All airport sites are eliminated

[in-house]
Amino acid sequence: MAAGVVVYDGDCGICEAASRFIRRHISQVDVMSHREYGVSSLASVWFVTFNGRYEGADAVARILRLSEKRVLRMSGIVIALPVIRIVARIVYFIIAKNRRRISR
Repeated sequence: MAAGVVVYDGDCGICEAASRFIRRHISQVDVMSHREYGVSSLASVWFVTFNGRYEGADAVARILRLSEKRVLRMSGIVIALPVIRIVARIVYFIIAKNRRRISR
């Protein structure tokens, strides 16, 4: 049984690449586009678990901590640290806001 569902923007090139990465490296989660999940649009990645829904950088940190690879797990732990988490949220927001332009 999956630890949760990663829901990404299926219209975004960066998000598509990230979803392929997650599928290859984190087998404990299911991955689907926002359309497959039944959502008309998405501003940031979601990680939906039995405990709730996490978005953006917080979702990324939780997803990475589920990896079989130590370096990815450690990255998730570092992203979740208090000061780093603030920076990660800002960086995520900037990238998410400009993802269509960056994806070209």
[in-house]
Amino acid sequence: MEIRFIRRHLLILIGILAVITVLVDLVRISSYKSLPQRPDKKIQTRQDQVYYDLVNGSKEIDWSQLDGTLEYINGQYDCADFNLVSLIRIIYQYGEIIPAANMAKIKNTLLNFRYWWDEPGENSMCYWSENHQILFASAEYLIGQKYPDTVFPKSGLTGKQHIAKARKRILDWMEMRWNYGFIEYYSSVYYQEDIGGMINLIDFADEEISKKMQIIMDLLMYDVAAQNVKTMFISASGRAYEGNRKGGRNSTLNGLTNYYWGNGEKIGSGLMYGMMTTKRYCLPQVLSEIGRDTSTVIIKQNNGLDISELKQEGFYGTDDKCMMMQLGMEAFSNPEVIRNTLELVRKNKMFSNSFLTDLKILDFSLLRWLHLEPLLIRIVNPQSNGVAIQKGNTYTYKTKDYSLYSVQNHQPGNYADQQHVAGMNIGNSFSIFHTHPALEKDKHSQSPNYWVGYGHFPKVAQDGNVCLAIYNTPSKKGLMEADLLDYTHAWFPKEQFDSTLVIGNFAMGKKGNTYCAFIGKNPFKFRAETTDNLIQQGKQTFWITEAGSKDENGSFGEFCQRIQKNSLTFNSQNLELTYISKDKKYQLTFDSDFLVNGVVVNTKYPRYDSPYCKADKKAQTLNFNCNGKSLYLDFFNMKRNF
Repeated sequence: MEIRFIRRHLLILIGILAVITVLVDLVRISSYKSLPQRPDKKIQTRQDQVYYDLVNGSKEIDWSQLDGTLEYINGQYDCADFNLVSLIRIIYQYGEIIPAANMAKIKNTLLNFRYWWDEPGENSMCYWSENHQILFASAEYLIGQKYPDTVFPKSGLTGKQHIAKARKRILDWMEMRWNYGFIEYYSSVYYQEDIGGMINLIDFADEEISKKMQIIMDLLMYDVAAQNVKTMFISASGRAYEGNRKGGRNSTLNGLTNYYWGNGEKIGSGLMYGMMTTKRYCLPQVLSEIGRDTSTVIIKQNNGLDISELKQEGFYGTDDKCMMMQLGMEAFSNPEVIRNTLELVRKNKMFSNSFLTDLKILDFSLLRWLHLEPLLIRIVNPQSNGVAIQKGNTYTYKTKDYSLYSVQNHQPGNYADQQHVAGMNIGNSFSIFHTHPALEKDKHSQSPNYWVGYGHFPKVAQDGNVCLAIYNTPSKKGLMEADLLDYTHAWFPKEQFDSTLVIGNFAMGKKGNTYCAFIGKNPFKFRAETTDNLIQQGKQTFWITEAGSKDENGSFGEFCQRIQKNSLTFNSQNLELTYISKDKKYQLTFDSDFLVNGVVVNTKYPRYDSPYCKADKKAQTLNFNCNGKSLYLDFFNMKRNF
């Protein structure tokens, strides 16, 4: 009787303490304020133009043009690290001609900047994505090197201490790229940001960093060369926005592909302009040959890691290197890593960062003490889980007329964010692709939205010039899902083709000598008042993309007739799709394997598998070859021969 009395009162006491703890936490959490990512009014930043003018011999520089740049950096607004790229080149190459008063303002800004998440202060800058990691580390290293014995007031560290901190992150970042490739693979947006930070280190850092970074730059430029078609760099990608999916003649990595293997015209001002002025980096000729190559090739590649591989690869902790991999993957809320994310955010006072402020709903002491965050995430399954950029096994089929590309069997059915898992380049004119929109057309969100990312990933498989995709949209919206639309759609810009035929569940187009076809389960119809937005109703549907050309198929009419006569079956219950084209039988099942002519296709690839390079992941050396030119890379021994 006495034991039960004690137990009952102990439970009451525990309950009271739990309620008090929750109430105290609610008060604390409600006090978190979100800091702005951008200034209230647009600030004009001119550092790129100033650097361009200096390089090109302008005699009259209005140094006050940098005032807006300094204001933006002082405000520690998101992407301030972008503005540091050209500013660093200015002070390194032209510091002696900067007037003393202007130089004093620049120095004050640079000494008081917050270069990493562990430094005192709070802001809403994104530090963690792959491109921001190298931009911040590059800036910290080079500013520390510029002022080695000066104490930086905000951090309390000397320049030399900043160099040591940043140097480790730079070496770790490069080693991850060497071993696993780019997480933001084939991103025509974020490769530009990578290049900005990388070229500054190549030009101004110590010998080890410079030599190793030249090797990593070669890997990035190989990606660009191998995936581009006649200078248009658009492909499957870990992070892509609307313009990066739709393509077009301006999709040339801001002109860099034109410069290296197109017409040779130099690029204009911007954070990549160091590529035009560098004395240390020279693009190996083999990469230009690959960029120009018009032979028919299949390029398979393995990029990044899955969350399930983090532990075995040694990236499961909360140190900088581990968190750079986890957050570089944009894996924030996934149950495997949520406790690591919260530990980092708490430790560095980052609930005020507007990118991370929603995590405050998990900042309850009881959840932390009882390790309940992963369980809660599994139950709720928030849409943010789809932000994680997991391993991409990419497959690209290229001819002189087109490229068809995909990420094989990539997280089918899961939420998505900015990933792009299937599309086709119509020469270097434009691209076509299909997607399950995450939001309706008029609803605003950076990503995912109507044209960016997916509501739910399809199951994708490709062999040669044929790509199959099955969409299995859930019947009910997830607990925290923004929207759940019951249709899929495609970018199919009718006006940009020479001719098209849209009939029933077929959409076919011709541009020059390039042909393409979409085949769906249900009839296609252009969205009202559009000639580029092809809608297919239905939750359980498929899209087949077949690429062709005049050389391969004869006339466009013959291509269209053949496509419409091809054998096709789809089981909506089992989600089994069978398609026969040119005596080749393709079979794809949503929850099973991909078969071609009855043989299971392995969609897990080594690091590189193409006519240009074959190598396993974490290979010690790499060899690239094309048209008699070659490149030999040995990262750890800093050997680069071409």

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By Elizabeth Troutman